10. Income/average wage
11. Earning Before Interests, Taxes, Depreciation and Amortization (EBITDA)
12. Invested capital
13. Rate of return of investment (ROI)
14. Ratio of profit to sales
15. Index of catch stability
16. Fuel and catching efficiency
17. Subsidies per catch value and employment
18. Maximum Economic Yield
19. Global Sea food market performance
20. Carbon budget due to fishery activity

Table 2: Potential social indicators associated with RFMS outcome targets
1. Employment rate in fisheries
2. Demography
3. Income in fishing communities
4. Participation
5. Education/training
6. Maintenance of fishery traditions/culture
7. Minorities rights met
8. Number of accidents in fisheries activities
9. Social attractiveness/ acceptance
10. Number of people under poverty
11. Protein/consumption/quality
12. Certification
13. Account of social impact on management plan changes
14. Gender distribution in decision- making
15. Fixation of fishing communities
16. Proportion of younger people in fishery jobs.

In what follows we briefly discuss the economic and social outcome targets set in each of the four case studies analysed in EcoFishMan, and the projected socio-economic impacts of each management plan, as revealed through simulations undertaken in each case.
Case study 1 focused on vessels up to 15 meters in length that take part in the Icelandic mixed demersal fishery. These vessels use only longline or hand-line as fishing gear. The management plan included 18 outcome targets, whereof the following nine where economic or social:
• At least 17% of total catches of the relevant species to be harvested by the small vessel fleet
• At least 80% of catches to be landed in municipalities with under 5.000 inhabitants
• Individual companies and related companies cannot hold more than 12% of total quota entitlements
• Average wages above the national average
• Newcomers to be provided with an opportunity to enter the fishery
• All catches to be primary processed in Iceland
• Payment of an appropriate resource rent
• Zero subsidies
• EBIDTA above zero

The simulations undertaken compared the change in the profits of operators and revenue of the central government resulting from the introduction of the new management plan. The net revenue streams under the previous management plan (MP0) and the new one (MP1) were broken down into profits (operating earnings before interest and depreciation), resource rent (taxes paid to government) and quota revenue (revue accruing to the government for auctioning 1-10% of the quotas allocated to the small vessels). Using an interest rate of 5% it was found that the present value of total profits for the period 2013-2022 decreased under MP1 from € 207.9 million to € 98.4 million, resource rent decreased by € 1.9 million, but quota revenue increased from zero to € 109.5 million. Taken together the net revenue declined by € 1.9 million.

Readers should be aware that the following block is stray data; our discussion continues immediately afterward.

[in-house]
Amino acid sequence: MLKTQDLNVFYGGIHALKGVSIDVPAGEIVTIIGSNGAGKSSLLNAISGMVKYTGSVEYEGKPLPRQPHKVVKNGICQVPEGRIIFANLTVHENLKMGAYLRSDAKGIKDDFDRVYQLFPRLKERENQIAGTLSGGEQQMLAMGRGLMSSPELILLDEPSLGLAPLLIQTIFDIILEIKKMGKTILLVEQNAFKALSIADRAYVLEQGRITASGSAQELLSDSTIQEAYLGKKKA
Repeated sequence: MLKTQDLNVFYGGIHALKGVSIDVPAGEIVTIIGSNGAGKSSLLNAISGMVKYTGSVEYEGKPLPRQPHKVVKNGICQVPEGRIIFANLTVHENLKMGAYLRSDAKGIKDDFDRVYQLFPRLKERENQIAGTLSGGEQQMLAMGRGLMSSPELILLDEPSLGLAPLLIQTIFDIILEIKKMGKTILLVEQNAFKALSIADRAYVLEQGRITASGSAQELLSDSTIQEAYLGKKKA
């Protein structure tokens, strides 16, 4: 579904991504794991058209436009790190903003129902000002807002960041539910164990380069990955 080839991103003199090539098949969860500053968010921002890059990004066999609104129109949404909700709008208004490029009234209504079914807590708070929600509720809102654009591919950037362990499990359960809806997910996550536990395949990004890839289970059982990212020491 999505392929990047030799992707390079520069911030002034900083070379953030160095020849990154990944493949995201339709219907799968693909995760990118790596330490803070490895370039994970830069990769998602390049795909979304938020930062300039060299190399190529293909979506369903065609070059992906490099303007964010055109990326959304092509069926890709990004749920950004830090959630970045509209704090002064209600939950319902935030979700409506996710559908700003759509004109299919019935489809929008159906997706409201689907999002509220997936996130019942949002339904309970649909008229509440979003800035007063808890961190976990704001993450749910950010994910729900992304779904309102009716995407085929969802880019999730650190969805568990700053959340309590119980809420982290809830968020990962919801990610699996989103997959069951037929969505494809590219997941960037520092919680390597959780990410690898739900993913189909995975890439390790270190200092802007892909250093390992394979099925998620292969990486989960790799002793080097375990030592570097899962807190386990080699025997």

MP1 also has certain distributional effects, as industry profits decrease while government revenue increases. Profits accruing to firms are either paid out as dividends or invested. Consumption out of dividends will increase economic growth in the present, while investment – both by the operators and those receiving the dividends – will lead to increased growth in the future. The government revenue will presumably also be spent on various expenditures, including investment in both human and physical capital. It is clearly possible that the capital spending by the government will increase future economic growth more than private investment by vessel operators. However, most economists would tend to believe that the actions of individuals would have a greater effect on economic growth than the actions of government.

Case study 2 dealt with the Portuguese crustacean bottom trawl fishery and included seven outcome targets. The following two dealt with economic or social issues:

• Profits should be stable with EBITDA in excess of 15%
• Social stability should be promoted. On board training opportunities should be provided for 25 trainees

The current management plan, with no restrictions on discards, was compared to five different scenarios assuming a complete ban on discards and different gear types. However, the audit conducted only dealt with two of these five scenarios. Although those simulations focused mostly on biological issues, such as catches per unit of effort and discards, the development of net profits was also analysed. The simulations undertaken were, however, solely based on revenue, while costs were ignored. The results may therefore give an incomplete picture of the development of net earnings. Profits were above the 15% threshold in both scenarios analysed, but still lower than under the previous management plan (MP0). The difference was though only slight – 1% – in one of the scenarios but revenues were 50% lower than under MP0 in the other case.

Case study 3 (North Sea) included 14 outcome targets, whereof the following four can be classified as economic or social:
• Profits as measured by EBITDA should be in excess of 15%